Good morning, night heron.
I saw this juvenile Black-crowned Night Heron on the mud flats by the Snook Nook bait and tackle shop in Jensen Beach the other morning.
This location is within my 5-mile “local bird” radius. (More on 5MR birding HERE at the Bourbon, Bastards, and Birds blog.)
I like the pattern of little triangles on the feathers.
The pier behind the bait and tackle shop is a popular resting spot for a variety of Indian River Lagoon birds. Great Blue Heron wades below.
Gulls and White Ibis.
These Laughing Gulls seem to be just waking up.
Tern hanging with the gulls. I think it’s a Sandwich Tern because the bill is dark and maybe tipped with yellow. The light isn’t great for getting the colors, but Royal Terns have orange bills that are pretty bright.
A bird of marine coasts of the southeastern United States and the Caribbean, the Sandwich Tern is readily identified by its shaggy crest and yellow-tipped black bill.
One of my summer bird goals is to learn more terns.
Bird holding still. Always good for my level of photography skill!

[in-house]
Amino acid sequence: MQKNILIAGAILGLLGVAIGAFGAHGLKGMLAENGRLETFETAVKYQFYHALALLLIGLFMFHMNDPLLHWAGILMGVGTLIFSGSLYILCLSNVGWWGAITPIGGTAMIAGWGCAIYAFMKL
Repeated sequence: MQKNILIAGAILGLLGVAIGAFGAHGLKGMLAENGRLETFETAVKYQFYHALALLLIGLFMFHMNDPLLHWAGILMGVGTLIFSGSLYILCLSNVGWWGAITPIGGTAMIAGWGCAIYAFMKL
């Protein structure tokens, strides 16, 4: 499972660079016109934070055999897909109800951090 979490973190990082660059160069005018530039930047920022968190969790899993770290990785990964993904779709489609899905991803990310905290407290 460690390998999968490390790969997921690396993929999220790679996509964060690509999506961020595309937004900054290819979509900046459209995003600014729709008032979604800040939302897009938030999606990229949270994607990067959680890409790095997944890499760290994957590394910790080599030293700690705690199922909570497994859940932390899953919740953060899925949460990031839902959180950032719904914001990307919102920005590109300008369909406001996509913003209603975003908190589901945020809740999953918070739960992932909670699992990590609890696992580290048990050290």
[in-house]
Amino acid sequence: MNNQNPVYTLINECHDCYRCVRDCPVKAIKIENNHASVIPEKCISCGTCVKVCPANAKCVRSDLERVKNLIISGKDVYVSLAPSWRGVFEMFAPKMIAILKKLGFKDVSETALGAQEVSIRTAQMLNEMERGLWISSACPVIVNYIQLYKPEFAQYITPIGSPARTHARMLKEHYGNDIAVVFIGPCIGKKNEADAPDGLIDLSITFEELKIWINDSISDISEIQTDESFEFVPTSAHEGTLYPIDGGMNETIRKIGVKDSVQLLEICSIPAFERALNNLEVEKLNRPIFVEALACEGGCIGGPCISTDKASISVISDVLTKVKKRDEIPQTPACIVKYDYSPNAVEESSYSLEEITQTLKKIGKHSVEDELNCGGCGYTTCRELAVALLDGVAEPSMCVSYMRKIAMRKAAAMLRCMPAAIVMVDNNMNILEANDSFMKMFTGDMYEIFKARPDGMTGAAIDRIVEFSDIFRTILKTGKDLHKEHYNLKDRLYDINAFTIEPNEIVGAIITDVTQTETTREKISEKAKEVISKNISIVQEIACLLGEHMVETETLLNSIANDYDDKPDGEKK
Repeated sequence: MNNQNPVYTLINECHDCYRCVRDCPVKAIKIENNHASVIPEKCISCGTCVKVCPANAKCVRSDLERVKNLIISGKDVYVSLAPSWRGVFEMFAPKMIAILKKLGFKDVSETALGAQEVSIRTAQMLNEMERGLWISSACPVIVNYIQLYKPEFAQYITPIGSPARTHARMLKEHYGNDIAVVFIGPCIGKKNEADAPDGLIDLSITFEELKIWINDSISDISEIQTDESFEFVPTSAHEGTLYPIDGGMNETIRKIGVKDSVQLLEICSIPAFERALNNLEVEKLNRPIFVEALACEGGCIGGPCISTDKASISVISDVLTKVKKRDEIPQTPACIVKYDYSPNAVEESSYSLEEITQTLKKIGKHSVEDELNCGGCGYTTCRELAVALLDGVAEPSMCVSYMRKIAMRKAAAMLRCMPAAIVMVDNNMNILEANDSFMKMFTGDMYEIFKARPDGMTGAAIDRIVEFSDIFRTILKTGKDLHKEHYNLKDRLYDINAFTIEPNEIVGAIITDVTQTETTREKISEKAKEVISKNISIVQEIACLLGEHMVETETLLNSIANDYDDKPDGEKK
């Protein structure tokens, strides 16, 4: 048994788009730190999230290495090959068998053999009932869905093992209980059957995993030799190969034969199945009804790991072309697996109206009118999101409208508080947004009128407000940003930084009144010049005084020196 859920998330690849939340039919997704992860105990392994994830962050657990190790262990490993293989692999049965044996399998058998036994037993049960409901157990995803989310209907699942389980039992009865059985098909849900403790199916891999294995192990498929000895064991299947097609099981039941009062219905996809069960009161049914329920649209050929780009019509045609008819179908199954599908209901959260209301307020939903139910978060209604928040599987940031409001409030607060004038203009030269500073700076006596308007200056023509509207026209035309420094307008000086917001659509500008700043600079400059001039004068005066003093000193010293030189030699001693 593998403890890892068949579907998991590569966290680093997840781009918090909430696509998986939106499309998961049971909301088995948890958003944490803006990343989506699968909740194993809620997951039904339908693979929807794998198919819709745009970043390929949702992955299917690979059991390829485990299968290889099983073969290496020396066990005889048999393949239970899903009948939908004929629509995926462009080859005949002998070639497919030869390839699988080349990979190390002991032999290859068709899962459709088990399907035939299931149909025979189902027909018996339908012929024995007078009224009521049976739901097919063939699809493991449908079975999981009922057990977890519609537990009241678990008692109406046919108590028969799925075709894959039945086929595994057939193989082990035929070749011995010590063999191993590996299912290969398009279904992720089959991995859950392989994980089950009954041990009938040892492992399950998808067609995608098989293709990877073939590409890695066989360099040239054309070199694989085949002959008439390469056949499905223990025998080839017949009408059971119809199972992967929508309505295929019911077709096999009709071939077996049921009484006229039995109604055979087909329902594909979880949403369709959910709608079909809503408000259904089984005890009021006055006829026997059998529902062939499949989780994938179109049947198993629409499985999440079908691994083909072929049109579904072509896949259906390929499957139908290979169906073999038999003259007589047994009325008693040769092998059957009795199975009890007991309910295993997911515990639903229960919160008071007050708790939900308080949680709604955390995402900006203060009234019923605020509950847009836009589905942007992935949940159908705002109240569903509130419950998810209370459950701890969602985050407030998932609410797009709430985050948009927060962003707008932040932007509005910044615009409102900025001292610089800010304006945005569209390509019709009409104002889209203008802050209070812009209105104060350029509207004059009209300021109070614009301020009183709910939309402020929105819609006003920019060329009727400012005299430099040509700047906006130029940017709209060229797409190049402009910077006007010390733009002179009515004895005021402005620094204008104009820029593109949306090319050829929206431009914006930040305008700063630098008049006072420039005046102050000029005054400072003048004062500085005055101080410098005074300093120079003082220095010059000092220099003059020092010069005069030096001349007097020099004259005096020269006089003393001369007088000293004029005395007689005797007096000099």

Yo! Does this night heron need a cup of coffee or what?
Osprey, Pandion haliaetus, atop a Norfolk Island pine across the street from the Snook Nook, Jensen Beach.
I love words as much as birds, so let’s do some etymology.
The genus name Pandion derives from the mythical Greek king of Athens and grandfather of Theseus, Pandion II. The species name haliaetus comes from Ancient Greek haliaietos ἁλιάετος from hali- ἁλι-, “sea-” and aetos άετος, “eagle”.
The origins of osprey are obscure; the word itself was first recorded around 1460, derived via the Anglo-French ospriet and the Medieval Latin avis prede “bird of prey,” from the Latin avis praedæ though the Oxford English Dictionary notes a connection with the Latin ossifraga or “bone breaker” of Pliny the Elder.
With a 50- to 71-inch wingspan, Ospreys are similar in size to the largest hawks and falcons.
And did you know?…
The osprey is the second most widely distributed raptor species, after the peregrine falcon. It has a worldwide distribution and is found in temperate and tropical regions of all continents except Antarctica. In North America it breeds from Alaska and Newfoundland south to the Gulf Coast and Florida, wintering further south from the southern United States through to Argentina. It is found in summer throughout Europe north into Ireland, Scandinavia, Finland and Scotland, England, and Wales though not Iceland, and winters in North Africa. In Australia it is mainly sedentary and found patchily around the coastline, though it is a non-breeding visitor to eastern Victoria and Tasmania.
Plate 81, Fish Hawk, or Osprey, by John James Audubon. (Source)